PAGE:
Tuesday, May 17, 2022

The Election Bribe Budget: Sweeteners for Voters to Stay with the Coalition

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Shreya Christinahttps://cafe-madrid.com
Shreya has been with cafe-madrid.com for 3 years, writing copy for client websites, blog posts, EDMs and other mediums to engage readers and encourage action. By collaborating with clients, our SEO manager and the wider cafe-madrid.com team, Shreya seeks to understand an audience before creating memorable, persuasive copy.

When Josh Frydenberg says his main cost-of-living measures are “temporary” and “targeted,” he’s exactly right, though the reasons are more opportunistic than he’d say publicly.

He says it’s all about giving help when needed, while not costing money in the long run.

But actually, and equally so, the measures are aimed squarely at the upcoming elections, and resolutely at vote-buying. When money speaks, the government has picked up the megaphone.

This is a budget for the moment – blatantly an election bribe, and unconcerned when it comes with bad policy.

Halving the fuel tax for six months is a large enough reduction for motorists. The change will begin to flow over the next two weeks.

Let alone experts who argue that this is a bad move on revenue, environment and fairness. In any case, the designated endpoint avoids the problem John Howard created in 2001 when he indefinitely froze excise indexation and it took many years for a government to have the nerve to reinstate it.

The $420 one-time payment to more than 10 million low- and middle-income people supplements the LMITO compensation they receive when they file their tax returns from July 1. But after that there is no more LMITO.

The government desperately needs older voters to stick with it to stand a chance of survival. Thus, retirees will receive a one-time additional benefit of $250 within a few weeks.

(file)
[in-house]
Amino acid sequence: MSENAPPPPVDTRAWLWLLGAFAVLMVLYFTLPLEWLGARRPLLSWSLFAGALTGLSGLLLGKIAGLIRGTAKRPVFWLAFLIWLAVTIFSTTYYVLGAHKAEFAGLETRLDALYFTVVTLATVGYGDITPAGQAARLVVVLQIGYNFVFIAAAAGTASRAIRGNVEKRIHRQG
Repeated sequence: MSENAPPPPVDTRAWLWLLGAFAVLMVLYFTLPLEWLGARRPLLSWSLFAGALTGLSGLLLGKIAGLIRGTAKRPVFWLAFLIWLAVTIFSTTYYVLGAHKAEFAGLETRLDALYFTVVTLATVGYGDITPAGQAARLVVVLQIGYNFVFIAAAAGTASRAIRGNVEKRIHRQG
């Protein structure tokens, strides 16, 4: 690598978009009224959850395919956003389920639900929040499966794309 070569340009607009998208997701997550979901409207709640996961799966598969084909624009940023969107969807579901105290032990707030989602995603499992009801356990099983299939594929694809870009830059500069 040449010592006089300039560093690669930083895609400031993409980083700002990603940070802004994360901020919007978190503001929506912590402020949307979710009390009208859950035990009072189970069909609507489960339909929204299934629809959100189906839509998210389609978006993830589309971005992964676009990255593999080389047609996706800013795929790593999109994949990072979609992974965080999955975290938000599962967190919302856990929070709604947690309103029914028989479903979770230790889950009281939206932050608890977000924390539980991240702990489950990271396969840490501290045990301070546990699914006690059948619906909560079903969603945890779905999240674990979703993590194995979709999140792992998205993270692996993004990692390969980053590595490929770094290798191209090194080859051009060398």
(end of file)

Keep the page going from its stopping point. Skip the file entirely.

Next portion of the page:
To cover all bases and minimize complaints that some people missed, payment also goes to caregivers, veterans, the unemployed, eligible self-funded retirees, and concession card holders.

For voters concerned about debt and deficits — the liberal mantra of the old pre-COVID days — the projected $78 billion deficit for the coming fiscal year is just over $20 billion better than forecast in December’s budget update. The peak for net debt is expected to be in 2026.

The government will rely on its fiscal and jobs figures to defend its economic credentials in the May election campaign, the date Scott Morrison will announce shortly.

The government can reasonably boast of its record job creation, with the unemployment rate, now 4%, set to drop to 3.75% in a few months. JobKeeper kept jobs (although a lot of money was wasted due to the scheme’s design) and the economic recovery was strong.

But the fiscal outlook for wages is a more problematic story. Inflation (after a strong peak) is expected to reach 3% in 2022-23, with an estimated wage increase just above 3.25%.

That means that for many people, keeping up with the rise in the cost of living will be impossible or barely feasible, despite the temporary allocations of the budget.

The government has thrown everything into this budget in terms of election sweeteners.

But how much of an impact will the sugar have on the intentions of voters who, according to the latest News Poll, have left the coalition behind Labor 45-55%?

Labor can neutralize some of the budget’s impact by embracing the alms (the retirees and beneficiaries will have received theirs before the election anyway).

Even before the budget was cut, Labor said it would not stand in the way of the excise cut. It won’t get in the way of cash payments.

That’s in line with Albanian’s small target strategy and desire to divert the campaign argument to other issues.

But the budget and the economy – the government’s favorite area – will dominate the political discussion in the coming days.

Scott Morrison will be looking for some “bounce” out of the budget and this is important in the short term.

If he can reverse Labour’s lead, that will change the mood when the formal campaign begins.

Sometimes budgets give a boost, often not. It’s hard to see how the government could have done much more to pump air into this balloon.

The big question is whether, despite the charitable giving and generally favorable economic conditions, people will continue to feel financially under pressure and politically out of order with the government – ​​and with the prime minister in particular.

This article was republished from The conversation under a Creative Commons license. Read the original article

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